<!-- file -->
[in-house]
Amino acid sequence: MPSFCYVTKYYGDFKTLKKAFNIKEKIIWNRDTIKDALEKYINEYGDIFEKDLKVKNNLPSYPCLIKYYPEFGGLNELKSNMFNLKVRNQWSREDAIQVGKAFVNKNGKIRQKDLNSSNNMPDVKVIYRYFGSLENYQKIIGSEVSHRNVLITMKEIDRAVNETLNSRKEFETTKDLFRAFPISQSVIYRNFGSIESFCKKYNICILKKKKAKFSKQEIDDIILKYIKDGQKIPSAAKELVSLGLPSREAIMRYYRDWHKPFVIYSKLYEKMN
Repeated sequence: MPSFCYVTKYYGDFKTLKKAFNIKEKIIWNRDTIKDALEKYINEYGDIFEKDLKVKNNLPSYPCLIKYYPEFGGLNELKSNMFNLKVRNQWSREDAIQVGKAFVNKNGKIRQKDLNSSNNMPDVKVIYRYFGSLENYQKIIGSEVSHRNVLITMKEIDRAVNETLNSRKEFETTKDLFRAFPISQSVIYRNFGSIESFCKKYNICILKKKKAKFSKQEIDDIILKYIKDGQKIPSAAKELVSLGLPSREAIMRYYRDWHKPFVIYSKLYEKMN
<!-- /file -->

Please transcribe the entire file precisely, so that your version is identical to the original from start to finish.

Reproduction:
[in-house]
Amino acid sequence: MPSFCYVTKYYGDFKTLKKAFNIKEKIIWNRDTIKDALEKYINEYGDIFEKDLKVKNNLPSYPCLIKYYPEFGGLNELKSNMFNLKVRNQWSREDAIQVGKAFVNKNGKIRQKDLNSSNNMPDVKVIYRYFGSLENYQKIIGSEVSHRNVLITMKEIDRAVNETLNSRKEFETTKDLFRAFPISQSVIYRNFGSIESFCKKYNICILKKKKAKFSKQEIDDIILKYIKDGQKIPSAAKELVSLGLPSREAIMRYYRDWHKPFVIYSKLYEKMN
Repeated sequence: MPSFCYVTKYYGDFKTLKKAFNIKEKIIWNRDTIKDALEKYINEYGDIFEKDLKVKNNLPSYPCLIKYYPEFGGLNELKSNMFNLKVRNQWSREDAIQVGKAFVNKNGKIRQKDLNSSNNMPDVKVIYRYFGSLENYQKIIGSEVSHRNVLITMKEIDRAVNETLNSRKEFETTKDLFRAFPISQSVIYRNFGSIESFCKKYNICILKKKKAKFSKQEIDDIILKYIKDGQKIPSAAKELVSLGLPSREAIMRYYRDWHKPFVIYSKLYEKMN